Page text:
Rereading the Screwtape Letters as an Atheist; Part Eighteen

In this chapter, Screwtape encourages Wormwood to plan ahead. He thinks Wormwood should assume the Patient and his girlfriend are going to marry, and begin to sow the seeds of marital discontent now. Currently, he says, they are in the state of love that resembles an enchantment, where everything feels bubbly and perfect. According to Screwtape, many broken relationships actually get their start here, where demons encourage bad behaviors that the couple fails to deal with, because the NRE makes everything easily forgivable. They think they’ve solved problems with the power of their love, when really they’ve only thrown a pretty doily over them.

The trick Screwtape recommends most heavily is the promotion of “Unselfishness.” He distinguishes between unselfishness and actual kindness. Kind acts are things that you do in order to make someone else’s lives better. Unselfishness, according to Screwtape, is a character trait you can earn XP in, and when you get enough points you get to level up and become a level 10 Awesome Human Being, or so demons like to encourage humans to think. This simple substition allows demons to encourage humans to become blind to the real consequences of their behavior, and focus instead on how to best achieve moral superiority. In the case of the Patient and his girlfriend, he wants Wormwood to encourage them to replace the inclination for charity that their NRE has produced with a tendency to do what they don’t want to do so that they can experience subsequent feelings of victorious superiority, tinged with a little resentment. This is bad enough on the small scale, and if nurtured can lead toward real dysfunction in the long run.

Screwtape offers an example of how unselfishness can look when it has been nurtured in a group of people for a long time.

“Something quite trivial, like having tea in the garden, is proposed. One member takes care to make it quite clear (though not in so many words) that he would rather not but is, of course, prepared to do so out of ‘Unselfishness.’ The others withdraw their proposal, ostensibly through their ‘Unselfishness,’ but really because they don’t want to be used as a sort of lay figure on which the first speaker practices petty altruisms. But he is not going to be done out of his debauch of Unselfishness either. He insists on doing ‘what the others want.’ They insist on doing what he wants. Passions are roused. Soon someone is saying, ‘very well then, I won’t have any tea at all!’ and a real quarrel ensues with bitter resentment on both sides.”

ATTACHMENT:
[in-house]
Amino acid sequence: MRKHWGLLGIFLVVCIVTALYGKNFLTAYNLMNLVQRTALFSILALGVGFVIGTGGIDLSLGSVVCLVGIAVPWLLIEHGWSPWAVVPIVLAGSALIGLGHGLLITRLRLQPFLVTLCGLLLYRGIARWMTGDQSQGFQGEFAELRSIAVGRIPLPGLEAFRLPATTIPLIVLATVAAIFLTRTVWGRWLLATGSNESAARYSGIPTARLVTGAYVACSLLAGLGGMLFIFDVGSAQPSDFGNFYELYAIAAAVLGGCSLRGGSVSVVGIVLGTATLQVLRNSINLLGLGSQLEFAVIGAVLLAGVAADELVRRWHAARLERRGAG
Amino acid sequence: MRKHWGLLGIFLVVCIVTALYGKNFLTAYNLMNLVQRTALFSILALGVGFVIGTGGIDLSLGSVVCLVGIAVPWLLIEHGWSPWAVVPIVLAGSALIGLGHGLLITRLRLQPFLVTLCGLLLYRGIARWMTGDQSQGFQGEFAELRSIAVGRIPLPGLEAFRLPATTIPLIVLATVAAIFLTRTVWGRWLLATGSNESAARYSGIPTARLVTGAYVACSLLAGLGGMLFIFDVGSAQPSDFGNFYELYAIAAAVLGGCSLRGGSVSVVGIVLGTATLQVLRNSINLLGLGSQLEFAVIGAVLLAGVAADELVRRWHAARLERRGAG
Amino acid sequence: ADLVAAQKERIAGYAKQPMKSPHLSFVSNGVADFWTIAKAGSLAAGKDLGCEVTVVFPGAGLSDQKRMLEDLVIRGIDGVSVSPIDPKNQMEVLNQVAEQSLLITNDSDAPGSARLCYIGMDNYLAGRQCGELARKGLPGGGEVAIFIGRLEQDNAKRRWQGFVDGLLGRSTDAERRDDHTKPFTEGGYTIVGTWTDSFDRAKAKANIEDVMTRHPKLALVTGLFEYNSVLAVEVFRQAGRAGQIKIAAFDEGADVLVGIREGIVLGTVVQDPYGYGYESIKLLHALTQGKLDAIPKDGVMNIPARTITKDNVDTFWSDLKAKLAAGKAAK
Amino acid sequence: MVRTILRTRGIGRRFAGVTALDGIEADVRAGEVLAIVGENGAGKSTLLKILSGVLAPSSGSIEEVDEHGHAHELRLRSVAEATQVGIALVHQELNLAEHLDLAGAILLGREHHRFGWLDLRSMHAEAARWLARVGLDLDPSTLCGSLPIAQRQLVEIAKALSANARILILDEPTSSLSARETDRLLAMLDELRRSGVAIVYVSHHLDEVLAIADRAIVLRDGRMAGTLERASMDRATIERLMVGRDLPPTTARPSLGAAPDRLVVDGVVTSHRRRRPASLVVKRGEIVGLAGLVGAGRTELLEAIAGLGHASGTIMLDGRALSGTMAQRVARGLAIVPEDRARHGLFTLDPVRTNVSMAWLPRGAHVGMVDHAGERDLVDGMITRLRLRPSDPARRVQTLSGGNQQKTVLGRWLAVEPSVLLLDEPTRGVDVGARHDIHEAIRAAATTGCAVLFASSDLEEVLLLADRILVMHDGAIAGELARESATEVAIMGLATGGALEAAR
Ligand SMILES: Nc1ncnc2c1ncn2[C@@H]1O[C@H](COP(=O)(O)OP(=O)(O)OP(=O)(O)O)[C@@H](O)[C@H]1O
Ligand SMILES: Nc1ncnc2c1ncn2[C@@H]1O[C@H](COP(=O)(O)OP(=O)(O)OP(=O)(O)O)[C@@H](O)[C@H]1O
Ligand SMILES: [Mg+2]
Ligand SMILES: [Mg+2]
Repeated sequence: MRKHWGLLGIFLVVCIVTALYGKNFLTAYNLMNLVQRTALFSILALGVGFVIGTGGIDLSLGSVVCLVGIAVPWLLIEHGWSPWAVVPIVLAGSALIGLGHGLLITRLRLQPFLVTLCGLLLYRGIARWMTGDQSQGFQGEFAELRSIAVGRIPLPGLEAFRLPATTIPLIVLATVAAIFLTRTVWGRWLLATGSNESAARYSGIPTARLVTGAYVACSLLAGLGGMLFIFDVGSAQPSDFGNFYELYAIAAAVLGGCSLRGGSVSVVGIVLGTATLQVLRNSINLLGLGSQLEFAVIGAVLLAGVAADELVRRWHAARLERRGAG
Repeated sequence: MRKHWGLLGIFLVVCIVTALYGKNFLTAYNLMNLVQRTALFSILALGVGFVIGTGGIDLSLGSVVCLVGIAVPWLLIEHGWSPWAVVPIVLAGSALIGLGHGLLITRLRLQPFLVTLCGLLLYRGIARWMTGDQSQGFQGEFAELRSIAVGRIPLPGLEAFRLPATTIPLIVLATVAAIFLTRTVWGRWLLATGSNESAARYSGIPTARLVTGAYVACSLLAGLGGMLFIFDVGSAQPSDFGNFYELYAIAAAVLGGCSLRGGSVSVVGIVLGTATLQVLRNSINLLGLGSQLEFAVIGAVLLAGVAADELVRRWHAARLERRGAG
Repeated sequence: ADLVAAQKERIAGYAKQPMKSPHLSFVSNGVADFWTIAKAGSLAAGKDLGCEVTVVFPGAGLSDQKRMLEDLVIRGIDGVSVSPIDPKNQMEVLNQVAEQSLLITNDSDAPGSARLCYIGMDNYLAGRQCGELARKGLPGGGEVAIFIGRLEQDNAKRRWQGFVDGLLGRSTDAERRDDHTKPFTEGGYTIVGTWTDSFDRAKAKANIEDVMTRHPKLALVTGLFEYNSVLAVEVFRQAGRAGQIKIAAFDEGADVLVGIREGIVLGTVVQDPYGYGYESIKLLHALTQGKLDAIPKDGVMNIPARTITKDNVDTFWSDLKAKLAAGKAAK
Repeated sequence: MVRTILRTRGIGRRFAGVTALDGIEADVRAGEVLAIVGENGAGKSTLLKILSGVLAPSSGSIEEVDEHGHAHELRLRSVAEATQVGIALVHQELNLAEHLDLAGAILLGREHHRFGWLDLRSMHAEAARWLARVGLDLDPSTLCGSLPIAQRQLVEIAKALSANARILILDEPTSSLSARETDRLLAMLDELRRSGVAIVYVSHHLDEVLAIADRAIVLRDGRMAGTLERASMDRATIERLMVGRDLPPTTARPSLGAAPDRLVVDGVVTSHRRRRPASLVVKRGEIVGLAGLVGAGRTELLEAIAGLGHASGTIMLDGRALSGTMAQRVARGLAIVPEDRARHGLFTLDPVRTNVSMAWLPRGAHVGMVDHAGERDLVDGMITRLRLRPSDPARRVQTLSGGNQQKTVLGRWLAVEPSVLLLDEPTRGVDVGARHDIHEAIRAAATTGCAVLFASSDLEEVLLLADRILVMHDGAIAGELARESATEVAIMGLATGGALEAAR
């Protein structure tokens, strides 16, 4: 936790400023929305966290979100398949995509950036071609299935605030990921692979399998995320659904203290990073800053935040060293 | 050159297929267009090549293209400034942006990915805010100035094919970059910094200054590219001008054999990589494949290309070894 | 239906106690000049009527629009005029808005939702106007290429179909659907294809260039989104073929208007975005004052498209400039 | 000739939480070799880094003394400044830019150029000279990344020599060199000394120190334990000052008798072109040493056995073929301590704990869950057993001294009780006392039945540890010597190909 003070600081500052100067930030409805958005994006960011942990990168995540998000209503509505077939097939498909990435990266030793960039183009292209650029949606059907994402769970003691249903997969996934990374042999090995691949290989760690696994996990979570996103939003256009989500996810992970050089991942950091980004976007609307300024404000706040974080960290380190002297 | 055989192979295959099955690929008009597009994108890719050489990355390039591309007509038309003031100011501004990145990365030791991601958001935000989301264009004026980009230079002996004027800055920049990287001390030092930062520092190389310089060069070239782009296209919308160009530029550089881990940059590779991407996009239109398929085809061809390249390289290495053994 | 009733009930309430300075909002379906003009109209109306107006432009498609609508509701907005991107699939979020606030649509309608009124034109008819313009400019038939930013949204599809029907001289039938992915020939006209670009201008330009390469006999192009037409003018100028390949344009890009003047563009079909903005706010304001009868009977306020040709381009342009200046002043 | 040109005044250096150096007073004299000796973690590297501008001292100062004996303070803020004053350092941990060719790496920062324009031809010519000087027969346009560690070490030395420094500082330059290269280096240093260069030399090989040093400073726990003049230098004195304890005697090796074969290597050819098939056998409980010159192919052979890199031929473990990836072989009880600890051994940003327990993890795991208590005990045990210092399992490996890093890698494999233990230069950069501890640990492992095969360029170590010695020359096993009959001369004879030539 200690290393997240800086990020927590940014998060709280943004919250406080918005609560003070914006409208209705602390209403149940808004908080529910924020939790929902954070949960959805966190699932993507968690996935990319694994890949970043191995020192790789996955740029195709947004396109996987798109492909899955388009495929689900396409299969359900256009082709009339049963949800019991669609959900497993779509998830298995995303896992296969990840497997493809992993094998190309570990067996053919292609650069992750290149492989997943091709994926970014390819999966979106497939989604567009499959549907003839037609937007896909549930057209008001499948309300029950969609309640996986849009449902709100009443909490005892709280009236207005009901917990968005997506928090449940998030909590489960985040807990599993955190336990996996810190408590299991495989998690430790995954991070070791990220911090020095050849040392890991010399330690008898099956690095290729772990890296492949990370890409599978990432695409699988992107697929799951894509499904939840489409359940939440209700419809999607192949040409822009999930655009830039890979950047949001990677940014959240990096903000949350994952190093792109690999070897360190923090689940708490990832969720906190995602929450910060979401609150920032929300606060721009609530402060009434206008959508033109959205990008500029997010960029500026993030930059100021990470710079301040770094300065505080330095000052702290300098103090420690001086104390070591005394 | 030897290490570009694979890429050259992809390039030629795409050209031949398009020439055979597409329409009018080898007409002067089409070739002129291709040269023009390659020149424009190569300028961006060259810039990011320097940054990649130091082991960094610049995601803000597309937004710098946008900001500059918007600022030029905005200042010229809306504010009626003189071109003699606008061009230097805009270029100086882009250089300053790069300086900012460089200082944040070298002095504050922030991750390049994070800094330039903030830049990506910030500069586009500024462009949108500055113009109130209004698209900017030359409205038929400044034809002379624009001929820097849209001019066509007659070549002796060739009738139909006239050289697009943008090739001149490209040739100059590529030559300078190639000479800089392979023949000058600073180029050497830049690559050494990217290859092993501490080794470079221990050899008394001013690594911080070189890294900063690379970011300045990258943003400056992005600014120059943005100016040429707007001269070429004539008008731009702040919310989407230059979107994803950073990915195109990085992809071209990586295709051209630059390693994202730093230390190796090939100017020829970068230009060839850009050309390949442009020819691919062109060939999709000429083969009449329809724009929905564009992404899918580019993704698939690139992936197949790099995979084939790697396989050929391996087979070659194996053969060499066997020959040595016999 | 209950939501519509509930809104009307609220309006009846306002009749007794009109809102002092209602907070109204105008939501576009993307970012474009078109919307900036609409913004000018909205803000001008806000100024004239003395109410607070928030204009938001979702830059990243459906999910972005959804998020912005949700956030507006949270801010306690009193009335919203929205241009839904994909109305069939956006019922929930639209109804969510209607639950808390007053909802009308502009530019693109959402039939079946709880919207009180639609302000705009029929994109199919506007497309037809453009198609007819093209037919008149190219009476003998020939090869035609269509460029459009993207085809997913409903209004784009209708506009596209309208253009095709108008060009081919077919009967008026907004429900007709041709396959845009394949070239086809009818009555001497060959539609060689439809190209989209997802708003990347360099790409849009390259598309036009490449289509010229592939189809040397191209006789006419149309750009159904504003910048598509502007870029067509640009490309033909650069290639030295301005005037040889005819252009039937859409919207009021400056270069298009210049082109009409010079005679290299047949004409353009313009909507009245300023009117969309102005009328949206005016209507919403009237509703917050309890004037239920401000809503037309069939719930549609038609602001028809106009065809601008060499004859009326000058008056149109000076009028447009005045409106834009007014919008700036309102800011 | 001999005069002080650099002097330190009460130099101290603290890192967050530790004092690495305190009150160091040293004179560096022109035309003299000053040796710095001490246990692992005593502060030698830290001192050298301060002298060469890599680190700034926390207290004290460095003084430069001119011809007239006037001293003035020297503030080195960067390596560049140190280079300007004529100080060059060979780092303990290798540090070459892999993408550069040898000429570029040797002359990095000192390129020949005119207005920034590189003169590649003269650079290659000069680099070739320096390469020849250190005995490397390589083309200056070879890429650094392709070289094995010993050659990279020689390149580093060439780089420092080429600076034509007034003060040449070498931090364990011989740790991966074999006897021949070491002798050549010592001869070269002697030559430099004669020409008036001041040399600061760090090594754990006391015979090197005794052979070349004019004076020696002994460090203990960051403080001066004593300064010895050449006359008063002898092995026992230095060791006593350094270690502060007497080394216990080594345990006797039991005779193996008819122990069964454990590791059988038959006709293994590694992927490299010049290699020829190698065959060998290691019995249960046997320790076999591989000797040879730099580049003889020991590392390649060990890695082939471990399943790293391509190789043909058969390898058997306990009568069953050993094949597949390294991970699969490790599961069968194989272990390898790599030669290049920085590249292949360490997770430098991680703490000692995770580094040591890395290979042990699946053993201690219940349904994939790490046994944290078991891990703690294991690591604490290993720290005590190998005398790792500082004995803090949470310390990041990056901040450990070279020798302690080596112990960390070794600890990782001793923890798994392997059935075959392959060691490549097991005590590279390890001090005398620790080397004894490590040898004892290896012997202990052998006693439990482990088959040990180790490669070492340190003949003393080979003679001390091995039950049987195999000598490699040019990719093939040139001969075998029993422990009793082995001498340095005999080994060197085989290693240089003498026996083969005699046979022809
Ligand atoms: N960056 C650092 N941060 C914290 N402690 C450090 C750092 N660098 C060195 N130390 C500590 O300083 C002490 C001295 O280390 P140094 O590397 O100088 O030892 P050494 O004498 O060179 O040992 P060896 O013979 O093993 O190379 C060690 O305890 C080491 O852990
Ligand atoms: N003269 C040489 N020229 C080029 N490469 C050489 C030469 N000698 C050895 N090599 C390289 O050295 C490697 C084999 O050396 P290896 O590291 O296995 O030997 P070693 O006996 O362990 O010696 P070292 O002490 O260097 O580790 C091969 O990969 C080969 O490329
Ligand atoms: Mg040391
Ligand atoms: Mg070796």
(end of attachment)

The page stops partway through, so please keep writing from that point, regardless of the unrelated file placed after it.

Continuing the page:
Everyone leaves able to feel like they’ve won the war of moral superiority, able to see the selfishness inherent in everyone else’s unselfishness, but fails to see it in themselves.

This whole chapter I liked quite a bit. There was one aside where he explained said that women demonstrate unselfishness by “taking trouble for others,” inconveniencing themselves for someone else’s sake or actively giving to someone, while men demonstrate unselfishness by not giving trouble to others. This is a bit gender essentialist of him, but not entirely wrong. If you change it from an absolute statement to “men tend to be taught that being considerate of others means this and women tend to be raised with different expectations,” I think it’s an accurate observation. I also think that both approaches to kindness can be right in different situations, and the trick is to learn how to do both, not just the one you were raised to think about. The problem lies in doing one in a situation where the other is called for, and patting yourself on the back for being “unselfish” because you fulfilled your own definition of good behavior, rather than think about what the other person really needed. That, I think, was the reason Lewis brought up the distinction in the first place.

Apart from that nitpick, I don’t have much to add to it except “yup, uh-huh, that’s so true,” which made it very enjoyable for me to read but a little more difficult to write about. I think his analysis was not only good but also comprehensive, which leaves me with little to say except, “well said, Mr. Lewis.”


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